subject of great contention. Most notoriously, the Daily Mail ran a story under the headline ‘Enemies of the People’, referring to the High Court judges who made an initial ruling against the government on 2 November 2016.27 The Lord Chancellor is required (along with other ministers) by Section 3 (1) of the Constitutional Reform Act 2005 to ‘uphold the continued independence of the judiciary’, but the Act does not specify precisely how to do so. On 1 March 2017, when Truss appeared before the House of Lords Select Committee on the Constitution, Lord Brennan put it to her that:
‘a few months ago, in the Daily Mail, we had the headline “Enemies of the people” describing our Lord Chief Justice and those sitting with him. For many, that was simply abuse…can we look forward to you and your Ministry robustly defending judges against that kind of abuse in future?’28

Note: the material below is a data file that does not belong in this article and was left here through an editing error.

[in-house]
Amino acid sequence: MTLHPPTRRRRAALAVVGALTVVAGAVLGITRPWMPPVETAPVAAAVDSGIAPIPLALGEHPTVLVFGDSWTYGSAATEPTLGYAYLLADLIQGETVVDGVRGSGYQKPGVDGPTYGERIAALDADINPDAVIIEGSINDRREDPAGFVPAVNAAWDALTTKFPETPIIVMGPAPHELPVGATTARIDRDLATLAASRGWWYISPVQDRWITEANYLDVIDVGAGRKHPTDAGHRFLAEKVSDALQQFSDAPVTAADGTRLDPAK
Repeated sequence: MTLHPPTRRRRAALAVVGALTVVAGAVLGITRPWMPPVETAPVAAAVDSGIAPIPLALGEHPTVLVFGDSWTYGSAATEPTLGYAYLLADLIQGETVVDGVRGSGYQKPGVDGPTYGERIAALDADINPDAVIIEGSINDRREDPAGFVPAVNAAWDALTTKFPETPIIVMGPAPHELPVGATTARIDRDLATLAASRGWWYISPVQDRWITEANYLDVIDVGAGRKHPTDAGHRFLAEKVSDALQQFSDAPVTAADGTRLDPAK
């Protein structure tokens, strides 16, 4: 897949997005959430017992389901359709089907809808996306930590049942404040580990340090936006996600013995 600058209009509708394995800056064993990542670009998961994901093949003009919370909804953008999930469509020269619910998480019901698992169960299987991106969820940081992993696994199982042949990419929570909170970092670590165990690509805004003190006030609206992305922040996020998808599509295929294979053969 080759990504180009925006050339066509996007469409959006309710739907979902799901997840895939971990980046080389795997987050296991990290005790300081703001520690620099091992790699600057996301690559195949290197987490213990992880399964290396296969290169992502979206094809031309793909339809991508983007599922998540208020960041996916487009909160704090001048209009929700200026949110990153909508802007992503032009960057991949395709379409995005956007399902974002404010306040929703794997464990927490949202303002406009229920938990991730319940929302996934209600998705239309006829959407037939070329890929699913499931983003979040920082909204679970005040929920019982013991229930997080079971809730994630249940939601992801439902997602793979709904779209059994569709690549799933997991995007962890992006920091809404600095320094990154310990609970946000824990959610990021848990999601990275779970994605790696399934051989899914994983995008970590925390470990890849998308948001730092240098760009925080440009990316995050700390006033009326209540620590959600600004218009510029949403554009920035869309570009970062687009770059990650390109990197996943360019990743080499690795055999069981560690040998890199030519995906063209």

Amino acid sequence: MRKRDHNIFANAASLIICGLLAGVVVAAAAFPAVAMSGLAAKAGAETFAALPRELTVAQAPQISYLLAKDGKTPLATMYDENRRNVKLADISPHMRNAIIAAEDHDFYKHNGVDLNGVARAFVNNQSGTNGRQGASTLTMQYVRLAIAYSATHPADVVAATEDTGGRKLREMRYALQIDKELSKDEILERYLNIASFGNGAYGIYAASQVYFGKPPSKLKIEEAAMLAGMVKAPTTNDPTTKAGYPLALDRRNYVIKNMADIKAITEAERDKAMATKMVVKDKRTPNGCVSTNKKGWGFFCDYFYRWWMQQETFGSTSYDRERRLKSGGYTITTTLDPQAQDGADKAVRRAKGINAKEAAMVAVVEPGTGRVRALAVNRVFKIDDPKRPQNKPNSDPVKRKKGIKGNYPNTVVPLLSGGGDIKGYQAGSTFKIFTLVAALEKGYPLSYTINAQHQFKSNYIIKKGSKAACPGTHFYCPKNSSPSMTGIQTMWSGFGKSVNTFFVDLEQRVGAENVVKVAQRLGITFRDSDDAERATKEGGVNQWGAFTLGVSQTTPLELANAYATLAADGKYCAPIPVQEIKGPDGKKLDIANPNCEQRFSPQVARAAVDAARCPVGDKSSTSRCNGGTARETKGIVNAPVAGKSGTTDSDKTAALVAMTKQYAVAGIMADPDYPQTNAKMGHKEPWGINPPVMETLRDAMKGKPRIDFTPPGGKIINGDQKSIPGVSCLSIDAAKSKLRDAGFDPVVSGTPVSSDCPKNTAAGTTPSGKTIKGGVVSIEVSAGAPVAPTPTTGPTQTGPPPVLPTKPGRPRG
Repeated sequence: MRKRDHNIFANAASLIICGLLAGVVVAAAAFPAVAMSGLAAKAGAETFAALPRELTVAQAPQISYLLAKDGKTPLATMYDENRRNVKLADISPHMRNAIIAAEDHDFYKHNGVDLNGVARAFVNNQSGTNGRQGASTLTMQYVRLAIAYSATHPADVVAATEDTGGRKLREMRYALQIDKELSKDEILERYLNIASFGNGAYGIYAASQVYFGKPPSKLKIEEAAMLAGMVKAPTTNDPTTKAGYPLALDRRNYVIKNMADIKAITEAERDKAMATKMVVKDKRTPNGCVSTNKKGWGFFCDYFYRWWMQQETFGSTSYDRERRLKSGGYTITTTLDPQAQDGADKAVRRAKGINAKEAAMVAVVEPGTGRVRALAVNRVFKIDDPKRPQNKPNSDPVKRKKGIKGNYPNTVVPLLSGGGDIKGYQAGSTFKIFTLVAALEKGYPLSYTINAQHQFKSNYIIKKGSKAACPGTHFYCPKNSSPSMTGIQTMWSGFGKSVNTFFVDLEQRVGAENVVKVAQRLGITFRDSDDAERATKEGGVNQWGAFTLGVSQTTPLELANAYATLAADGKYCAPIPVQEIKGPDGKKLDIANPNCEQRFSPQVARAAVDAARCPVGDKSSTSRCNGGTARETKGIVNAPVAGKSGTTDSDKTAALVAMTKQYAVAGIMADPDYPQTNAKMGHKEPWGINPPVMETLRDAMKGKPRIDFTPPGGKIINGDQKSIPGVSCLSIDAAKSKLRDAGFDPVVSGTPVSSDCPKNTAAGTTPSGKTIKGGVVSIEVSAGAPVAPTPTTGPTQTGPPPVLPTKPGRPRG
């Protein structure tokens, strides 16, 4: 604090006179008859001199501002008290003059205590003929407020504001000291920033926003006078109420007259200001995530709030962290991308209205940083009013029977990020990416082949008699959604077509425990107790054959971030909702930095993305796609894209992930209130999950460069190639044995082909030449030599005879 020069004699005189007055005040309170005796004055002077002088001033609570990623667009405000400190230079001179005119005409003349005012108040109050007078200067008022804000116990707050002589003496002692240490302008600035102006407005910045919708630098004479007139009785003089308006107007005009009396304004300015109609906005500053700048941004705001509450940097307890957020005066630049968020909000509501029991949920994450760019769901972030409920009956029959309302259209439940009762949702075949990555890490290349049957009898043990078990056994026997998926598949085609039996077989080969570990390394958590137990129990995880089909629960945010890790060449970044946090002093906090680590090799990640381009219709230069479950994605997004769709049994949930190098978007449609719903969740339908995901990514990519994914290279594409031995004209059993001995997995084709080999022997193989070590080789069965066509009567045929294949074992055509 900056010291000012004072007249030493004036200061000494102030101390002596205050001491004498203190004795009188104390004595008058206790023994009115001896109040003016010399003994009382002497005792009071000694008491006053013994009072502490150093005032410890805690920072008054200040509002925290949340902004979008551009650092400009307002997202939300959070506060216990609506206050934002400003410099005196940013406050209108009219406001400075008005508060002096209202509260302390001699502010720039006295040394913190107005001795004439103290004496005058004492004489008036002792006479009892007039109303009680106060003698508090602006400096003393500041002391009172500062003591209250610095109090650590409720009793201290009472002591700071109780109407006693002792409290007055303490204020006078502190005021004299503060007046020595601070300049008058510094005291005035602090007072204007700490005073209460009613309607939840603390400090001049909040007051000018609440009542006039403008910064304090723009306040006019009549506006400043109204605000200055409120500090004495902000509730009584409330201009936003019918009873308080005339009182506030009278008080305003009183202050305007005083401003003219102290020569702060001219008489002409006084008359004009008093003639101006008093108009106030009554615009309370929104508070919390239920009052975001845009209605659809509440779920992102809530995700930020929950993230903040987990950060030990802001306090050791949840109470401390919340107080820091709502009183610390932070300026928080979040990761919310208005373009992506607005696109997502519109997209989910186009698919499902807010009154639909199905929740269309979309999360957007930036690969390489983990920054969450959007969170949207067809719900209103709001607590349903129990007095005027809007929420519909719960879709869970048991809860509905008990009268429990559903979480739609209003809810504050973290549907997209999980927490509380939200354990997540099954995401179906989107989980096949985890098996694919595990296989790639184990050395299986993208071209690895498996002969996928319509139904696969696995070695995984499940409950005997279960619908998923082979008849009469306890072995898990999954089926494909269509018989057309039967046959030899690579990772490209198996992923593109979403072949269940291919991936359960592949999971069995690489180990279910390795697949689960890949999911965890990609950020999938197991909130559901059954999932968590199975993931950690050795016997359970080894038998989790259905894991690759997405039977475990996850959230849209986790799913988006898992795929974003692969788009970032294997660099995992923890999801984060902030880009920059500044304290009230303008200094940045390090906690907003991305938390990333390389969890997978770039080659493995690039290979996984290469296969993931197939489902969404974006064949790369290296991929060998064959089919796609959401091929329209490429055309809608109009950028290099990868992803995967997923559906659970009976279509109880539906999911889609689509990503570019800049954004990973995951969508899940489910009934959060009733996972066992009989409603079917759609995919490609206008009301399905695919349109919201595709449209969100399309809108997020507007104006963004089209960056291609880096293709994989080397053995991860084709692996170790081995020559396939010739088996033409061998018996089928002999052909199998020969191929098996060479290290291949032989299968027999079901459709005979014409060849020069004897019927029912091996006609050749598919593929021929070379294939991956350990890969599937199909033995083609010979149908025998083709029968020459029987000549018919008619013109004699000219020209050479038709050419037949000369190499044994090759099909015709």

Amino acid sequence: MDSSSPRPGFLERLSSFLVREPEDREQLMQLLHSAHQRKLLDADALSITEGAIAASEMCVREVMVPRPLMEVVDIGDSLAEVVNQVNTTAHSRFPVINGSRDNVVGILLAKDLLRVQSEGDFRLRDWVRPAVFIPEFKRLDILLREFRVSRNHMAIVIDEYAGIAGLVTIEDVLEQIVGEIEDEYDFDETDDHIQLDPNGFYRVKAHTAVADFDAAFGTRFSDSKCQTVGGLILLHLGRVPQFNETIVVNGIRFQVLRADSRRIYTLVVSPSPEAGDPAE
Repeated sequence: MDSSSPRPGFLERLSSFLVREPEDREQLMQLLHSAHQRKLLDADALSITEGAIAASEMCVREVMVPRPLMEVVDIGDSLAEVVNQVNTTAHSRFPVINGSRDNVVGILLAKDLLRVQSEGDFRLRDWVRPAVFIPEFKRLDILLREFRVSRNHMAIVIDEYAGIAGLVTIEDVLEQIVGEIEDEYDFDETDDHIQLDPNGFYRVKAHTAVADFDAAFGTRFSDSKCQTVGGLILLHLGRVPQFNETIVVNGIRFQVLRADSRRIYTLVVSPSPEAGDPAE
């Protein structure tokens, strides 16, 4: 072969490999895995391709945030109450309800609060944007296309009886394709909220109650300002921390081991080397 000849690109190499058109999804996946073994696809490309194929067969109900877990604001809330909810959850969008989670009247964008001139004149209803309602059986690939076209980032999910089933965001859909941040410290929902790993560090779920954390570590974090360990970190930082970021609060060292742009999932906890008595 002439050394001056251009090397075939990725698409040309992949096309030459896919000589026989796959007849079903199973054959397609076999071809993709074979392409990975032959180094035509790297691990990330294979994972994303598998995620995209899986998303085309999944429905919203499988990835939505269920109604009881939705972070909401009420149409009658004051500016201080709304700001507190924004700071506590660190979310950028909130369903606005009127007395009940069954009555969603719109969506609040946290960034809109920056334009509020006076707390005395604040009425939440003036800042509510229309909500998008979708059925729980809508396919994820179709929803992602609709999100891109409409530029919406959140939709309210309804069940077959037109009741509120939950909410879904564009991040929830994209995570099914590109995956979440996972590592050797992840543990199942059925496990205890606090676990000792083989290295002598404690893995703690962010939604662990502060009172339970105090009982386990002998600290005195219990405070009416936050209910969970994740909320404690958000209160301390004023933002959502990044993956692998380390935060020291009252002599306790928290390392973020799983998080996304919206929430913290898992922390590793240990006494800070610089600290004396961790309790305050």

Unsatisfactory behaviour of ministers with respect to the rule of law
The then-Lord Chancellor, Liz Truss, was criticised for failing to respond directly late in 2016 to hostile media treatment of the judiciary.26 The legal challenge to the ability of the government to begin the process of leaving the EU by activating Article 50 of the Treaty on European Union had become a

Truss responded that:
‘I will always speak out and say how important having an independent judiciary is. I have also said that the individuals involved in both cases—the High Court and the Supreme Court— are people of integrity and impartiality, and that is very important. Where perhaps I might respectfully disagree with some who have asked

24  From the judgement summary available at: < https://www.supremecourt.uk/cases/docs/uksc-2019-0192-summary.pdf >, last accessed 13 October 2019. Full judgement available at: < https://www.supremecourt.uk/cases/docs/uksc-2019-0192-judgment.pdf >, last accessed 13 October 2019.